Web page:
The U.N. Happiness Summit
Photo taken on October 4, 2010 shows Bhutanese schoolgirls walking home from school in the town of Paro. (Getty Images)
April 1st, 2012
07:41 PM ET

The U.N. Happiness Summit

Editor's Note: Stewart Patrick is a Senior Fellow and the Director of the Program on International Institutions and Global Governance at the Council on Foreign Relations. He is the author of Weak Links: Fragile States, Global Threats, and International Security.

By Stewart PatrickCFR.org

At first glance, this Monday’s high-level event in the U.N. General Assembly would appear to confirm the worst suspicions of U.N. skeptics. Given all the crises engulfing the globe, what geniuses in New York decided to have the tiny Himalayan kingdom of Bhutan host a daylong special session on “Happiness.”What the heck is going on in Turtle Bay? More than meets the eye, in fact. One of the hottest fields in development economics has been, believe it or not, happiness research. And it turns out that the government in Thimpu may have something wise to say on the subject. FULL POST

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Topics: Culture • United Nations
Patrick: Dispelling myths about foreign aid
(Getty Images)
January 25th, 2012
06:50 PM ET

Patrick: Dispelling myths about foreign aid

Editor's Note: Stewart Patrick is a Senior Fellow and the Director of the Program on International Institutions and Global Governance at the Council on Foreign Relations. He is the author of Weak Links: Fragile States, Global Threats, and International Security.

By Stewart Patrick, CFR.org

Unsurprisingly, foreign aid has once again become a political football in this year’s primary season. Today’s GOP presidential candidates regularly bash it, echoing “Mr. Republican” Robert Taft—who dismissed overseas assistance more than six decades ago as “pouring money down a rat hole.”

But public opposition to providing foreign aid is one of the hoariest misconceptions in U.S. foreign policy.

In fact, U.S. citizens support foreign aid, particularly when it is targeted to alleviating poverty and humanitarian suffering. This is remarkable, given the magnitude by which Americans consistently overestimate the percentage of the federal budget actually devoted to foreign aid. These findings emerge from a newly updated digest of U.S. and international pollingon global issues developed by CFR and the Program on International Policy Attitudes. They suggest that bashing foreign aid—as most of the leading GOP candidates for president have done—is a campaign strategy of dubious value. It may provide red meat to the Republican base, but it ignores the generous impulses of the American majority. FULL POST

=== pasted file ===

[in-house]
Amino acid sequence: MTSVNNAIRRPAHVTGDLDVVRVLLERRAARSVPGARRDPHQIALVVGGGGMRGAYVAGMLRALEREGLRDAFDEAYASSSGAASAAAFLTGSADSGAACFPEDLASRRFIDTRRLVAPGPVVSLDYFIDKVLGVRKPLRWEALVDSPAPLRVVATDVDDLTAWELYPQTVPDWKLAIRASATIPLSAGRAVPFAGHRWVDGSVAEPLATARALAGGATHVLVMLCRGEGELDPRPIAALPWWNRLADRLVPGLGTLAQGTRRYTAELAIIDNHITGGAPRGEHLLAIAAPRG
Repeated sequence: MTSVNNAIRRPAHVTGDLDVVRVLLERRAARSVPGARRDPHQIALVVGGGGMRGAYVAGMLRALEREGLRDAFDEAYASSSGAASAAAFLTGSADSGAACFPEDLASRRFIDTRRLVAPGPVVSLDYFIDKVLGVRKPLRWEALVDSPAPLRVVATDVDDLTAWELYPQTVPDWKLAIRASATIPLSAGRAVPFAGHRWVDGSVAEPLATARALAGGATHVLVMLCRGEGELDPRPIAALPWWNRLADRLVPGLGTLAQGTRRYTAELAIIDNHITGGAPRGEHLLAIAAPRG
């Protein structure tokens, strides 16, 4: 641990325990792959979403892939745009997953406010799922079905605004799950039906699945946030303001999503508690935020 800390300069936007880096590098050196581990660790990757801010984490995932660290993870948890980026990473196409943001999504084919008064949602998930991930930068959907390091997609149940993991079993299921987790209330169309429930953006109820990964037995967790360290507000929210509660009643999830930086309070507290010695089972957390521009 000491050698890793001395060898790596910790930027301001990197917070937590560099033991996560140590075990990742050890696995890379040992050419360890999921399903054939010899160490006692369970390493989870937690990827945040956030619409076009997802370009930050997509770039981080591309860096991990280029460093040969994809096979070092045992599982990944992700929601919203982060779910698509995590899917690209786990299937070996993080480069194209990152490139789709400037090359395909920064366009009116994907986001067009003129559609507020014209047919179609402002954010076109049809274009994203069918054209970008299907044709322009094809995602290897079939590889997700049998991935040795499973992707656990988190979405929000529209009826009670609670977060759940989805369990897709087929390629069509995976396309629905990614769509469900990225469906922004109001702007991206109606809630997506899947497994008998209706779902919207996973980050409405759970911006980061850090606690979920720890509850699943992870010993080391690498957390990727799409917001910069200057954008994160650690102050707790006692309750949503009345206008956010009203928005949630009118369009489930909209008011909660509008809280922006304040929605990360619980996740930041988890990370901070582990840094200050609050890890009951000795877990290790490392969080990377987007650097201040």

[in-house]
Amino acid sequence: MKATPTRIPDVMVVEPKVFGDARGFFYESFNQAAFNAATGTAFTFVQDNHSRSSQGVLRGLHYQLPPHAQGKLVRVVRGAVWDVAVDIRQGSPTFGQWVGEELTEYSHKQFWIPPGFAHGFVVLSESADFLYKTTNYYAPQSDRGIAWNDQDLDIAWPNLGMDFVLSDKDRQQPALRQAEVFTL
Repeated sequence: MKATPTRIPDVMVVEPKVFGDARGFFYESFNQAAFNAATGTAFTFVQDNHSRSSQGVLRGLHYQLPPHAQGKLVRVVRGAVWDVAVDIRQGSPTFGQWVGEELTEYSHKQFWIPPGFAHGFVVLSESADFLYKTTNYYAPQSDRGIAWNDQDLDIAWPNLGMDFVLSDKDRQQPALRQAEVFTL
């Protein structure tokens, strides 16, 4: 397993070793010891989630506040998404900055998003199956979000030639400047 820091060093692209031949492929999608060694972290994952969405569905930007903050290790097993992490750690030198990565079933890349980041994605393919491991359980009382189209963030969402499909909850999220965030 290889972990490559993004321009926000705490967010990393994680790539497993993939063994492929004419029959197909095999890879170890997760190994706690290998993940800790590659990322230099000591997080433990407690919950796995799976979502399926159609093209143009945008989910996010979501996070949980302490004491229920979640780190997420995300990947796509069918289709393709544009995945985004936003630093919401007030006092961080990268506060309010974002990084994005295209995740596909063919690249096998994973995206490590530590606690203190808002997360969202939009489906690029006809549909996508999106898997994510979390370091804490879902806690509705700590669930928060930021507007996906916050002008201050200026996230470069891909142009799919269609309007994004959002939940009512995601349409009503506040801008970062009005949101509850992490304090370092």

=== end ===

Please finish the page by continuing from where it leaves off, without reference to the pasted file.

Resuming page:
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Topics: 2012 Election • Aid
To feed the world and save the planet, eat less meat! (and 4 more necessities)
(Getty Images)
October 19th, 2011
08:42 PM ET

To feed the world and save the planet, eat less meat! (and 4 more necessities)

Editor's Note: Stewart Patrick is a Senior Fellow and the Director of the Program on International Institutions and Global Governance at the Council on Foreign Relations. He is the author of Weak Links: Fragile States, Global Threats, and International Security.

By Stewart Patrick

Appropriately enough, Halloween this year brings some scary news. On that date, the global population will surpass seven billion, according to the UN Population Fund. That’s quite a strain on an already crowded planet where one billion go to bed each night hungry or malnourished. And there’s no sign of a let-up. The planet should hit eight billion inhabitants by 2025 - and could hit ten billion by 2083.

The dilemma for humanity - and earth itself - is stark. In recent years, the world has been rocked by recurrent volatility in the supply and prices of staple foods. And yet economists say that global agricultural production must double in the next forty years to keep up with population growth and changing dietary preferences (including growing consumption of meat in developing countries).

However, doubling agricultural production will subject the planet to tremendous ecological damage, unless agricultural methods are drastically altered. This is the conclusion of a groundbreaking study in the journal Nature, “Solutions for a Cultivated Planet.”